This technique doesn’t confirm things like users were able to find what they were looking for, or that they understood they were reading, but it’s an indicator at least in broad-terms that the site was meeting at least some of their needs.

In addition to an overall completion rate, we can segment users by things like the type of device they used, and see if that had any impact on their ability to complete the task or journey.

Automating the dashboards

We’ve built the proof of concept dashboard interface using the Common Web Platform (CWP). If the dashboards are turned into a live service, this does not mean your website needs to be on CWP to take advantage of the easier reporting. You just need to have Google Analytics running over your site and you’d need to give the dashboard tool we’ve built access to your analytics data. We’ll use Google’s API to pull in the data to the dashboard, so once the initial set up is complete the dashboard will update automatically.

We have used the free Google Analytics tool, and the Google Analytics API for the proof-of-concept. We are looking at what the extra features Google Analytics Premium would give us, including:

  • access to the raw data
  • guaranteed retention of data
  • the ability to analyse user journeys across government websites.

What agencies are telling us

When showing website owners the reports we created, they could quickly and clearly see whether users are finding their site easy to use. They could also see if their content (not just their transactions) was being used effectively. The dashboards would give them knowledge and evidence to help prioritise and measure site improvements.

The automation of reporting is extremely appealing to agencies. They can’t wait to spend less time copying and pasting numbers into spreadsheets, and more time actually improving the quality of their websites.

How much time do you spend collating data rather than analysing it? Would an automated dashboard by useful to you?

Public release of web analytics data

We think our dashboards can help us create better public services for everyone. The dashboards would also promote more openness in government. It’s not about pointing fingers and blaming agencies for things that aren’t working. It’s about finding the things we’re doing right, and doing more of it.

If we keep building these dashboards and offering a service to agencies, we don’t yet know where the dashboards would be published. We could publish them on:

  • psi.govt.nz so the dashboards remain accessible to government employees, but not to the general public (psi.govt.nz is not accessible outside the public sector).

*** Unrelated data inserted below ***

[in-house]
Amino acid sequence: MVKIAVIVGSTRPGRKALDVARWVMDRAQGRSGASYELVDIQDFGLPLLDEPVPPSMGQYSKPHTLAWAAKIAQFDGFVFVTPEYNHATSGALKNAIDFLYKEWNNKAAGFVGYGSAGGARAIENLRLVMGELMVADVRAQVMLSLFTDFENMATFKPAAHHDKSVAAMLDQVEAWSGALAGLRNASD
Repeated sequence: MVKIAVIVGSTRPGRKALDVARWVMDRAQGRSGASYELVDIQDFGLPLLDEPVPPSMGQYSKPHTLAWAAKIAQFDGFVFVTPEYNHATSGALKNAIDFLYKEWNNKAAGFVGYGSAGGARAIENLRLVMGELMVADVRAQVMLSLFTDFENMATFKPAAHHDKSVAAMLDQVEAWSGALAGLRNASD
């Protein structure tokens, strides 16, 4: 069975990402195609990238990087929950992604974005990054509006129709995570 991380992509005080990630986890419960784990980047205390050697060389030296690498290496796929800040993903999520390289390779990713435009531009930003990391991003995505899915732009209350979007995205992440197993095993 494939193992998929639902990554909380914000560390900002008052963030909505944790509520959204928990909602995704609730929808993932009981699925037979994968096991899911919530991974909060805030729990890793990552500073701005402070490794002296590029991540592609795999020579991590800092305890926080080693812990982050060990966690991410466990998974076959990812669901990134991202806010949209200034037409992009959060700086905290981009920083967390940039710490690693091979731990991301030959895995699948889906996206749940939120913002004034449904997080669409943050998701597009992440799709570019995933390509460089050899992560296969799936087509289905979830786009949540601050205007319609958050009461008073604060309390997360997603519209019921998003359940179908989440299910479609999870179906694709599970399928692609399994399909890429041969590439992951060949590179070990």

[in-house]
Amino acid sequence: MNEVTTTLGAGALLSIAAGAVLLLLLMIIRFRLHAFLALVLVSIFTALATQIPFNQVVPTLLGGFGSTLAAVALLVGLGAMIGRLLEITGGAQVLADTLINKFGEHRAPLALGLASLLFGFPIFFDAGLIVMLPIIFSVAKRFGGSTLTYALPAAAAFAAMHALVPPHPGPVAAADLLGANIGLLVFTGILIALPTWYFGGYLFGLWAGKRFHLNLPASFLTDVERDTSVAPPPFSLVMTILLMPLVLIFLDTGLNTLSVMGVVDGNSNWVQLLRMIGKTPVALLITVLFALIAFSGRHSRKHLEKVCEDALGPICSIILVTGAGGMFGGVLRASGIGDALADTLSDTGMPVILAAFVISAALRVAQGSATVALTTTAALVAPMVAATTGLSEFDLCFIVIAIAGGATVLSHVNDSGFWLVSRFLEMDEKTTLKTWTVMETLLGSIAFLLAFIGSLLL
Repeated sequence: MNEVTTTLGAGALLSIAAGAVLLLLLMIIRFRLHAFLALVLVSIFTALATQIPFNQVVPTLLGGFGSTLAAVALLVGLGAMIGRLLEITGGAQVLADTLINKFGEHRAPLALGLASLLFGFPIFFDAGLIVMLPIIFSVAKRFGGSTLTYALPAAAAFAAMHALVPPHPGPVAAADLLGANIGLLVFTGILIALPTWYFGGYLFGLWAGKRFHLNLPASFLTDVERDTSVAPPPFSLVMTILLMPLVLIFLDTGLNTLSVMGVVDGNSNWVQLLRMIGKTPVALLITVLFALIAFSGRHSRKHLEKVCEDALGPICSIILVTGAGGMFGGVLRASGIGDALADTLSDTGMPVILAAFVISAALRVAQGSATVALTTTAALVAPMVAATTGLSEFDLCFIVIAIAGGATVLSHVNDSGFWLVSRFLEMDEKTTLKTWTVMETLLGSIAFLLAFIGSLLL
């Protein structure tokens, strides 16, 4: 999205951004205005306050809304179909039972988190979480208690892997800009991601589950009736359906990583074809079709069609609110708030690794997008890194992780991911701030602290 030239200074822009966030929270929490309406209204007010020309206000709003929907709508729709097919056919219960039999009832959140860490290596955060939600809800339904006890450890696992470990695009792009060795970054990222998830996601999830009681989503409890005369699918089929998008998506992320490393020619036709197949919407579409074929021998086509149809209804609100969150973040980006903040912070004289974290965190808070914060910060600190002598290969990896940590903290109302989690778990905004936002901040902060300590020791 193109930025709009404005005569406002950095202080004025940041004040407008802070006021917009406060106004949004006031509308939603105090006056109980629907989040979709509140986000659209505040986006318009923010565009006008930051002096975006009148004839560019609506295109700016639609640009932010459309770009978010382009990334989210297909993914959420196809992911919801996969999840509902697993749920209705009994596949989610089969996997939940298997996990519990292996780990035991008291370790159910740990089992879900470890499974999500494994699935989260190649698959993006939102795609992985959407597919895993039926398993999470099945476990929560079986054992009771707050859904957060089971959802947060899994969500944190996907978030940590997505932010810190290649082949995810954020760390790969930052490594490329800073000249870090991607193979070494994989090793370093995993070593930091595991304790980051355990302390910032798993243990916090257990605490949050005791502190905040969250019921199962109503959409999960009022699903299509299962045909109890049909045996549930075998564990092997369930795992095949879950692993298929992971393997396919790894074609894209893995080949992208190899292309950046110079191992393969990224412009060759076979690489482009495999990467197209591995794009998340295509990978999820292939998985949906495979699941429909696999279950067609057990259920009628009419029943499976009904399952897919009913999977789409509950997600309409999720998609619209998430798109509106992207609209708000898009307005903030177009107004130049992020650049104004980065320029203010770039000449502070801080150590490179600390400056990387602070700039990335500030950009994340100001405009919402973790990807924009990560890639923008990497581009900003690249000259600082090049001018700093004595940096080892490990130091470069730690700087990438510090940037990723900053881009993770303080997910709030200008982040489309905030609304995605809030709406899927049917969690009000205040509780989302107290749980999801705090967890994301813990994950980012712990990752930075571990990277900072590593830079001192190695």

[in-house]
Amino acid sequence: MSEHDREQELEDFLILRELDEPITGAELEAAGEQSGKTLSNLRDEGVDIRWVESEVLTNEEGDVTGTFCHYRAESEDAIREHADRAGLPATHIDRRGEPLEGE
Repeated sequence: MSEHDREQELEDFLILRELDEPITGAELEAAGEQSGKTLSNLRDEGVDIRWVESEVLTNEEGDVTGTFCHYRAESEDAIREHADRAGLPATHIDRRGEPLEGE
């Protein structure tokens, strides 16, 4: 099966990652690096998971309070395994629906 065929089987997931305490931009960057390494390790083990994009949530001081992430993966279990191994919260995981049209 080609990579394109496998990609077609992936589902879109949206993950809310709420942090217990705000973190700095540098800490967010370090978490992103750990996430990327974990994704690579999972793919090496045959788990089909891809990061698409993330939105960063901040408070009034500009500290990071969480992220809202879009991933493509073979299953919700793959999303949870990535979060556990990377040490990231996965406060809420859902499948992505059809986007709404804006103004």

• a site such as data.govt.nz making the data open to all.

Where would you feel happy having your website data published? What would stop you from releasing the data in a more open way?

There are a few things we need to do to get the show on the road

We need to:

  • refine the dashboard designs to ensure they are accessible
  • update some of our code to ensure we comply with web standards
  • show our prototypes to more agencies and get feedback so we can make the reports even easier to understand
  • decide where we should publish the dashboards
  • investigate what other tools are needed, including the possibility of Google Analytics Premium, to support an all-of-government service
  • define an operating model that would support agencies long-term – and this includes working out how to fund the service, and what agencies would (probably) need to pay to use it.

And finally… a big thank you

A huge shout out to the team at the Digital Transformation Office in Australia. They’re on a similar journey and the conversations we’re having with them, the information they’re sharing, and their awesome collaborative approach to working with us is really going beyond the call. From us here in New Zealand, a huge thank you!

6 comments

  1. Comment #1. luciane:

    it would be great to have written instructions on the available on how to create those boards.

  2. Comment #2. Nathan Wall

    Hi Luciane – more guidance material, tips and even some screencasts on how to get better use of tools like Google Analytics is something we’re now looking at. When it comes to these dashboards though, we’re thinking it might be easier to work with agencies to design the boards they need, and then we’d build them. Using the code we’ve already created, we can just configure the reports and they’d be hosted centrally.

    We’re not quite at the stage to do this – not all the code is written yet 🙂

    Is there something specific you’d like to see on one of these dashboards? Also, if you’ve got questions about something you’d like to do in Google Analytics itself but you need some help to do it, let me know, we’re looking for ideas on what tips and guidance material would be most useful.

  3. Comment #3. Mary Hay: